Researchers Think Small to Make Progress Toward Better Fuel Cells

Jennifer Lee, chemistry graduate student, shows how custom-designed nanomaterials can make fuel cells more efficient.

Wednesday, October 23, 2019

By Erica K. Brockmeier

Fuel cells, which convert chemical energy into electrical power, may be a solution for renewable energy storage. But before fuel cells can be widely used, chemists and engineers need to find ways to make this technology more cost-effective and stable for long-term use.

A new publication, led by chemistry graduate student Jennifer Lee, shows how custom-designed nanomaterials can be used to address these challenges. Published in ACS Applied Materials & Interfaces, the research demonstrates how a fuel cell can be built from cheaper, more widely available metals using an atomic-level design that also gives the material long-term stability. 

Graduate student Jennifer Lee uses a large transmission electron microscope, housed in the Singh Center, to take a closer look at the nanomaterials and nanocrystals that are synthesized in the lab.

Eric Sucar

The reaction that powers fuel cells relies on the movement of ions between a negative anode and a positive cathode. In the study, which was supported by the U.S. Department of Energy Fuel Cell Technology Office, Lee focused on creating a new material for the cathode of a specific type of fuel cell. “The cathode is more of a problem, because the materials are either platinum or platinum-based, which are expensive and have slower reaction rates,” she says. “Designing the catalyst for the cathode is the main focus of designing a good fuel cell.”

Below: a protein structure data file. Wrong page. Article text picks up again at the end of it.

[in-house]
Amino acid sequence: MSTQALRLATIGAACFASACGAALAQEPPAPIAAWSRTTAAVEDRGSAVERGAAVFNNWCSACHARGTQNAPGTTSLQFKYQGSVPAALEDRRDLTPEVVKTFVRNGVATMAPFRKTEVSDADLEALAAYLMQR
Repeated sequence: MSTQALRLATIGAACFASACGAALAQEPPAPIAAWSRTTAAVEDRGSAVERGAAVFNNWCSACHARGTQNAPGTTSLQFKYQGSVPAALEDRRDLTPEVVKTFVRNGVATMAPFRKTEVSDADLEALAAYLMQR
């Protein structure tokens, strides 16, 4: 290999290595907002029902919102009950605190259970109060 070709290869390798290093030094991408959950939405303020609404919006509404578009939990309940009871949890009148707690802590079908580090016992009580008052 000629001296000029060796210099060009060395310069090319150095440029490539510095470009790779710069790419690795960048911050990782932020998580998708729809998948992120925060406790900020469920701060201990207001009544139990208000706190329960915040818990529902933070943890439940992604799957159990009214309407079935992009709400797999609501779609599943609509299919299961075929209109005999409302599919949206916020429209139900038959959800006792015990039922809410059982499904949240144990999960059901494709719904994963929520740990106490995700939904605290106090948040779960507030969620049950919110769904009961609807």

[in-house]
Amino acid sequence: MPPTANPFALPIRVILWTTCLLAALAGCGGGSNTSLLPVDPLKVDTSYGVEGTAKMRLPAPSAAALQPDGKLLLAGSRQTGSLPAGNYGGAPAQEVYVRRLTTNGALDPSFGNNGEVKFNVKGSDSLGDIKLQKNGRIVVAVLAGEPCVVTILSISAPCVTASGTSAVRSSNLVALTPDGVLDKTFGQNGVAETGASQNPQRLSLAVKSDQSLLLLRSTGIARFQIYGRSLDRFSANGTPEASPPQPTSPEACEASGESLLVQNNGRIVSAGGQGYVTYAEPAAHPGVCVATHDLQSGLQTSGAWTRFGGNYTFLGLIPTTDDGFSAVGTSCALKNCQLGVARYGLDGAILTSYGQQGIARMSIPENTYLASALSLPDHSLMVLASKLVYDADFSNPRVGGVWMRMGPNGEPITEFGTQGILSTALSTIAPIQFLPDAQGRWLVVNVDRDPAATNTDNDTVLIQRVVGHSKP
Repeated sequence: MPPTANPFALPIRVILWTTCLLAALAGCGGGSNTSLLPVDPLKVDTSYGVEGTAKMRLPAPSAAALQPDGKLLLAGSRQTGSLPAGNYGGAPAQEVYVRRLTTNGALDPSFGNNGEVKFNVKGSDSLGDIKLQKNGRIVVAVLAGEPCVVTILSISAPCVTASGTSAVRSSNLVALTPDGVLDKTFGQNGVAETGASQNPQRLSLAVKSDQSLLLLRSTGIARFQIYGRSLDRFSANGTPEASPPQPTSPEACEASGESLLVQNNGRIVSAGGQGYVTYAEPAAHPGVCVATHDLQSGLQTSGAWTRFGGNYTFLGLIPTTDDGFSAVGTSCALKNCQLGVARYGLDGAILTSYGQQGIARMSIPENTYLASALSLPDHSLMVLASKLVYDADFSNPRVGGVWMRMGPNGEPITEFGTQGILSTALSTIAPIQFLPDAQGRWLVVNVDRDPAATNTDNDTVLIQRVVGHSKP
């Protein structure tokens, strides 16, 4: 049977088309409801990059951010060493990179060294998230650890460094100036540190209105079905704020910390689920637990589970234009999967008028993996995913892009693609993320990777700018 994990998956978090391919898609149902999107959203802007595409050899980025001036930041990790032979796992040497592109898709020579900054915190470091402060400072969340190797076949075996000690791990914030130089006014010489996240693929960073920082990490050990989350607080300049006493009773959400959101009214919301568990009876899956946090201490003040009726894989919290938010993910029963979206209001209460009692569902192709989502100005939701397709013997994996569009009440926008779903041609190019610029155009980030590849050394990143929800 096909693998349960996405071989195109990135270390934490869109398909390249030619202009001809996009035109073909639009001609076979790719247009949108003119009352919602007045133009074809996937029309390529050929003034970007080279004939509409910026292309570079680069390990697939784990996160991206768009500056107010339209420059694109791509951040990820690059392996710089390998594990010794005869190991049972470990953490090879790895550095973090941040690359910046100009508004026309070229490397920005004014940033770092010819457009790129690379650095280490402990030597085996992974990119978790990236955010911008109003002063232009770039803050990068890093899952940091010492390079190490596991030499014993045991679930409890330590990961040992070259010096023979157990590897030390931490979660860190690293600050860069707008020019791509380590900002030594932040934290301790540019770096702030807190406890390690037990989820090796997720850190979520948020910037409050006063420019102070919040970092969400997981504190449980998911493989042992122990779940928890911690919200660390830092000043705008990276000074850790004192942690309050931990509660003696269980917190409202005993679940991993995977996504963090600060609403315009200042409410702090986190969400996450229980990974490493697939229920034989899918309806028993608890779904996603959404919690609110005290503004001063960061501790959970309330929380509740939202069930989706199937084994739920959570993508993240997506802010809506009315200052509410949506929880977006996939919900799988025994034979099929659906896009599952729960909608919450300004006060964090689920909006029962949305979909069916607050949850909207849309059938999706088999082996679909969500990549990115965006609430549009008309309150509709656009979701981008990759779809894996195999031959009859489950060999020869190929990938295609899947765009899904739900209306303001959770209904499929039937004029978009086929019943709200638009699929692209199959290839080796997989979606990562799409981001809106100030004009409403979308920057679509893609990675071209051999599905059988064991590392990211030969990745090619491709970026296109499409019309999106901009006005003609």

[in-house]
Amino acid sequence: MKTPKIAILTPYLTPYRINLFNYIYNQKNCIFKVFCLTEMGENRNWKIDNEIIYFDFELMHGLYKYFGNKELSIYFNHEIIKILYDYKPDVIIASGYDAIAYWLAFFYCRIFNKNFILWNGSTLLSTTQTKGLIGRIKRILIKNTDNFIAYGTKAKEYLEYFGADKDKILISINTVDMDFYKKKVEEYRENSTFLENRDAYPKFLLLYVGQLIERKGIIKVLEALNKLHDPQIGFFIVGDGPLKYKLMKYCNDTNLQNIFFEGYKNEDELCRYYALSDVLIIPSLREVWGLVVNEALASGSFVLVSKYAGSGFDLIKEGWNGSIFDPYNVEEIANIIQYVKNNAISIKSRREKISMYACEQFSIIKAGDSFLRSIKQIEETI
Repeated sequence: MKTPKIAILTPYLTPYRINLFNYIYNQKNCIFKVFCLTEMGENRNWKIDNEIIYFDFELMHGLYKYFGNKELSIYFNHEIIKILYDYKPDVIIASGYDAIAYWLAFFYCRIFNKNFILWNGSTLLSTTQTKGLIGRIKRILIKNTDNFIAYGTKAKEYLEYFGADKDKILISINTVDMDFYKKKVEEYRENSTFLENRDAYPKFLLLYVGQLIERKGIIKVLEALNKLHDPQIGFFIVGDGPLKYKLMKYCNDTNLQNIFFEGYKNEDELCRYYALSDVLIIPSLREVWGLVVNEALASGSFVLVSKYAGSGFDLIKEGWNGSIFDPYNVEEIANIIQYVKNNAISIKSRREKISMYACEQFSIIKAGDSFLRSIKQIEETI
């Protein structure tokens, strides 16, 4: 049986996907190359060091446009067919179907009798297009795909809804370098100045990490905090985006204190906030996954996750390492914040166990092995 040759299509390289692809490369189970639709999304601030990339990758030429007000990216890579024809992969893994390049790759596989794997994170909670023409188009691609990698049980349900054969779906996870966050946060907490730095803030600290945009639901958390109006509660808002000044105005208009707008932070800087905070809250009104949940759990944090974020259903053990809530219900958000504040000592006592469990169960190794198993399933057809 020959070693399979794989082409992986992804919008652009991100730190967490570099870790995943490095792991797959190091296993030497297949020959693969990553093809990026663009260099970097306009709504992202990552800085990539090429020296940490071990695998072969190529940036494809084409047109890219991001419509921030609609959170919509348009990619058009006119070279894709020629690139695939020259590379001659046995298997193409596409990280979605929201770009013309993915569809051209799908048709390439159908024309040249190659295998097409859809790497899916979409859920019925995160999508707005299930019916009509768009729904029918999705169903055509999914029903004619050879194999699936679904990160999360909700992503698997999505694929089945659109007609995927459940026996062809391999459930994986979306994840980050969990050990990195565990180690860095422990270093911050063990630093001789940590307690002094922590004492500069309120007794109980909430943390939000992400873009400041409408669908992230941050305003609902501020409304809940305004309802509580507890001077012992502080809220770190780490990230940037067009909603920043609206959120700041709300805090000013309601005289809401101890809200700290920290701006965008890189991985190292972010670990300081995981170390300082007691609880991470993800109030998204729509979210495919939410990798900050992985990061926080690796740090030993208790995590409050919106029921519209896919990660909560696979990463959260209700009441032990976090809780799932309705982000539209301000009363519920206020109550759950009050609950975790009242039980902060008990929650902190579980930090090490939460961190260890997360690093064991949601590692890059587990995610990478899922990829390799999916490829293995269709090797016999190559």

Fuel cell catalysts are typically made of precious metals such as platinum, and Lee’s approach for making a more efficient and cost-effective catalyst was to design a material that had platinum at the surface, where the chemical reaction occurs, while using more common metals, such as cobalt, in the bulk to provide stability and structure. By controlling exactly where each atom sat in the catalyst and locking the structure in place, the cathode catalyst was able to work for longer periods than when the atoms were arranged randomly. 

Through this work, Lee also learned first-hand how chemistry research directly connects to real-world challenges. She presented her findings at the International Precious Metals Institute conference and says that meeting members of the precious-metals community was enlightening. “There are companies looking at fuel-cell technology and talking about the newest design of the fuel-cell cars,” she says. “You get to interact with people that think of your project from different perspectives.”